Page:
Location analysis adds an interesting element to a data story when used effectively. Some data stories are so tied to location that you cannot tell the story without the maps. With Shark Week upon us, people get focused on where shark attacks are more likely to occur. Even just mentioning the attacks seems to fill people with morbid curiosity about the data story.
In this figure, you can see where shark attacks occurred in Florida during the past 20 years. The larger the bubble, the greater the number of shark attacks. The location analysis isn't complete without some supporting information such as fatalities and activities. One figure to note is there were only 637 attacks and less than 1% of those were fatal. Considering the number of people who were in the ocean during the same period -- that is not an insignificant number. [Sadly, humans kill more sharks than vice versa.]
The largest bubble is New Smyrna Beach. I suspect you are getting curious now. Don't you wonder if people like to surf on this beach? After all, the most likely activity leading to a shark attack is surfing. When I click on the bubble for New Smyrna Beach, I learn that 80% of the 169 attacks were related to surfing. None of these attacks were fatal. Most resulted in lacerations or other minor injury.
But we also learn where events are less likely to take place. This information is also useful. For instance, there are few attacks in Florida Keys -- only a handful in the past 20 years. However, another takeaway is that there may not be good surfing conditions in the Keys -- thus fewer shark attacks.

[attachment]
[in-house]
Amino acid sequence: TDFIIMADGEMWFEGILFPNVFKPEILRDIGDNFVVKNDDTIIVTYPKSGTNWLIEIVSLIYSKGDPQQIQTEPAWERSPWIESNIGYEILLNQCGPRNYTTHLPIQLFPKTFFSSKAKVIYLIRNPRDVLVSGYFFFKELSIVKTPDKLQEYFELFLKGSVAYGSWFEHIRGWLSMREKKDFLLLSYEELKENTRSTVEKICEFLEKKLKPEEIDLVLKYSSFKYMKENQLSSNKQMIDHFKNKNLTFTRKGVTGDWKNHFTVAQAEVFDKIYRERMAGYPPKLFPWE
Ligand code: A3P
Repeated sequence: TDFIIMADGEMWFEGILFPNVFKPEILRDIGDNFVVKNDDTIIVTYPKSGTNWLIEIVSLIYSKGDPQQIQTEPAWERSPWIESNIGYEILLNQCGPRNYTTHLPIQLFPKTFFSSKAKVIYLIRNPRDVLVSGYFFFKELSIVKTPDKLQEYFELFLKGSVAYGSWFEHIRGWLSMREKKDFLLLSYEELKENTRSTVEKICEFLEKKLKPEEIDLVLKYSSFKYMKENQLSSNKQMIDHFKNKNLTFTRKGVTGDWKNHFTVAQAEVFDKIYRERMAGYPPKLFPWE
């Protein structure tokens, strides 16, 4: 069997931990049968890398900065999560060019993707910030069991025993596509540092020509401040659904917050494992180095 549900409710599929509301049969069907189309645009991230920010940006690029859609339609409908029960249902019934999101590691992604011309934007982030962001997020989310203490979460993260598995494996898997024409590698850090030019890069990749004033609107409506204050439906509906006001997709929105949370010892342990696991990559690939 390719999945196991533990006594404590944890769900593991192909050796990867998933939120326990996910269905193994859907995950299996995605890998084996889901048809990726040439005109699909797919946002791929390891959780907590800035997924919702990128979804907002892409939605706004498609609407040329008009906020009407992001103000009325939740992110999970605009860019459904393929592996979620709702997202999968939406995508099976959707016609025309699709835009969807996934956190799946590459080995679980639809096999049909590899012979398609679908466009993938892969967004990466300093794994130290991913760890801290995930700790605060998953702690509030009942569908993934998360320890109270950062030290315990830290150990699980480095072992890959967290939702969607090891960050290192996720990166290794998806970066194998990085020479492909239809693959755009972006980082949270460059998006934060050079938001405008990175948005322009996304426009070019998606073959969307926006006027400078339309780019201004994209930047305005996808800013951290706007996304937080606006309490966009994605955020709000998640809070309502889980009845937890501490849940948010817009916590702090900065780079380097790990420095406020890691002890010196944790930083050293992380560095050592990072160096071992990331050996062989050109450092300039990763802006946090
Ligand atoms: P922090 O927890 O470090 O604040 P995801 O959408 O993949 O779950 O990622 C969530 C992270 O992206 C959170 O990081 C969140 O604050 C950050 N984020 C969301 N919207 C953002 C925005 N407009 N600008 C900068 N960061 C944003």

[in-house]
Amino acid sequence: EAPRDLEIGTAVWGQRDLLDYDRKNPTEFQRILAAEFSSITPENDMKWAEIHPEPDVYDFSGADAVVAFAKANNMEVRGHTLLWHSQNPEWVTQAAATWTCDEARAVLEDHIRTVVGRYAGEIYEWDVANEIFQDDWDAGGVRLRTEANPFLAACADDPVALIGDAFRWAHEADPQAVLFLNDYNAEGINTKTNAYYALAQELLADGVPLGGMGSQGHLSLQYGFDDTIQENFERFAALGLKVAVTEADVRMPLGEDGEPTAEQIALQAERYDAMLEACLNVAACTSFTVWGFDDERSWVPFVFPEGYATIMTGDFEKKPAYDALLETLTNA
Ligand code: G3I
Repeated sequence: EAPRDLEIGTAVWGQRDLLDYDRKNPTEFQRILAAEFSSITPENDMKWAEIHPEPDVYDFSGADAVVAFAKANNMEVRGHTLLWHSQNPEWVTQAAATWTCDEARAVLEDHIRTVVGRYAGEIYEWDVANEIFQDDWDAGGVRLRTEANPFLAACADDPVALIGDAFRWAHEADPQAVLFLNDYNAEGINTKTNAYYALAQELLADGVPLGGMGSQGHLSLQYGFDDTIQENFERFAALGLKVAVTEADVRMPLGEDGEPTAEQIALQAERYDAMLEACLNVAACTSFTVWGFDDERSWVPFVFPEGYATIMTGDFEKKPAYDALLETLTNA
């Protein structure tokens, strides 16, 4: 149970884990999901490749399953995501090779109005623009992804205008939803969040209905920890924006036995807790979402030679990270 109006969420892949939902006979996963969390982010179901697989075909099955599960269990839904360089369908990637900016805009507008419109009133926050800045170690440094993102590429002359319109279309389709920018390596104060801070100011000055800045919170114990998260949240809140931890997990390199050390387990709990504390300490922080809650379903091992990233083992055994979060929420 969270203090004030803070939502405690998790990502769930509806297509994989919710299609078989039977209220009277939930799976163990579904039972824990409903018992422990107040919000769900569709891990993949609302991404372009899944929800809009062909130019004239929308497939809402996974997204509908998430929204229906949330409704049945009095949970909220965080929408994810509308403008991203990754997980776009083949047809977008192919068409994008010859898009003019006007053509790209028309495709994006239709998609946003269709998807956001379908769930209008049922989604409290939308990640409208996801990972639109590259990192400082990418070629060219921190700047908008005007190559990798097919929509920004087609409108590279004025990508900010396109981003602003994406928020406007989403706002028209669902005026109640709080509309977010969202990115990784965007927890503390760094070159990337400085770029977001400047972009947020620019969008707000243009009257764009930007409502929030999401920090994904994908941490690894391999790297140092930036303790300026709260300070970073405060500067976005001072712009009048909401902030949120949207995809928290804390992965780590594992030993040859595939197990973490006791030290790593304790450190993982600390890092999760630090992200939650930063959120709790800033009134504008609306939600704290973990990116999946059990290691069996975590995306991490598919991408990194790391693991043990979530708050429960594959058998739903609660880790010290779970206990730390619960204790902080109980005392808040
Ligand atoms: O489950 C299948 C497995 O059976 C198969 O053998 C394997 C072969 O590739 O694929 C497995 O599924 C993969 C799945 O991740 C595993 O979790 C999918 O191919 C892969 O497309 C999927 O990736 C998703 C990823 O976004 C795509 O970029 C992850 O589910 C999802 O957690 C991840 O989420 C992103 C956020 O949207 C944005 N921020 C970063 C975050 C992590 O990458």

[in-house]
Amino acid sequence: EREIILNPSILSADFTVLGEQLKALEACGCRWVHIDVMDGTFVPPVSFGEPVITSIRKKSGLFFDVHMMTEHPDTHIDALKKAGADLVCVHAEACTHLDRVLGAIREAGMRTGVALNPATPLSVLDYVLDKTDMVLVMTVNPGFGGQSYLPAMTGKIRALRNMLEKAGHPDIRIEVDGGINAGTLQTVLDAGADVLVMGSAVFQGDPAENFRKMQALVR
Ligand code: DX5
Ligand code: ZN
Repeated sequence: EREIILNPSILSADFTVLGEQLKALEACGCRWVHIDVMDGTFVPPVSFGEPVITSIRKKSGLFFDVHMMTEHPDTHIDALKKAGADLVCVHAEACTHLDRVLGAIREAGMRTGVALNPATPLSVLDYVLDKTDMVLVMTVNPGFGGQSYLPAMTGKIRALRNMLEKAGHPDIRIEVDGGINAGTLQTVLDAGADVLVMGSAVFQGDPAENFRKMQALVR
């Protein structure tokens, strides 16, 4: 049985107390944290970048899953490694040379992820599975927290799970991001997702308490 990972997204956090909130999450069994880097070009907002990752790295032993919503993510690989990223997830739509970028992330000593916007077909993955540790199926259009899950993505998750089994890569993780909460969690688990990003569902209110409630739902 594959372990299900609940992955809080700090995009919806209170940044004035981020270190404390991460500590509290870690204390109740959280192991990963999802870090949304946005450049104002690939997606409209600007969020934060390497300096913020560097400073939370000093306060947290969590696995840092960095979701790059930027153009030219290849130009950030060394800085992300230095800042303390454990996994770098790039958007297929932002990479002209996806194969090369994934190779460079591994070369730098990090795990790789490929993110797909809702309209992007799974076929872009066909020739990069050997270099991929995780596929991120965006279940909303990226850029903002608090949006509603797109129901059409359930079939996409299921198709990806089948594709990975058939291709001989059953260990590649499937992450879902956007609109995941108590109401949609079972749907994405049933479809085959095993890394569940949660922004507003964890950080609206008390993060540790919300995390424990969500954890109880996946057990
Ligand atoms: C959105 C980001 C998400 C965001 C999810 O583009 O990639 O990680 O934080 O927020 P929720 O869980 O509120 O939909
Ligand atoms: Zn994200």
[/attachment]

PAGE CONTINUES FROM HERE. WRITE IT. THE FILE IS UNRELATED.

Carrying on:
Here's another data story that uses location intelligence. The author, Jaime D'Agord, has a husband who loves to spearfish and was recently approached by a shark. Check out where this Bahama-based story leads.
There are times when location is not part of the story. If geography is not part of the story, then it doesn't make sense to force it to be. Your story or point will lose all effectiveness. The following figure is a quarterly sales report for Australian states. It seems useful to understand where sales revenue occurred but really this was a data story about how much quarterly revenue was earned and not where it was earned.
Your viewer does not have a useful takeaway, because the conclusion might be expected. With only two values to display, dare I suggest that even a pie chart would have been a better data visualization choice? The point of this example is to demonstrate that even if you can show a cool geospatial object, you should ask yourself if it makes sense for your data story.
With many of the most recent tools, such as SAS Visual Analytics, it is very easy to just use geospatial data objects for everything. Before traveling that path, though, consider if you really have a location-based data story. When used effectively, geospatial data can reveal previously unknown patterns or assist with confirming suspicions.
Author's Note: This data was sourced from the Global Shark Attack File (GSAF), which is a spreadsheet of raw data consisting of all reported human/shark interactions, compiled by the Shark Research Institute. Some of the locations were not reported completely and were omitted from the examples.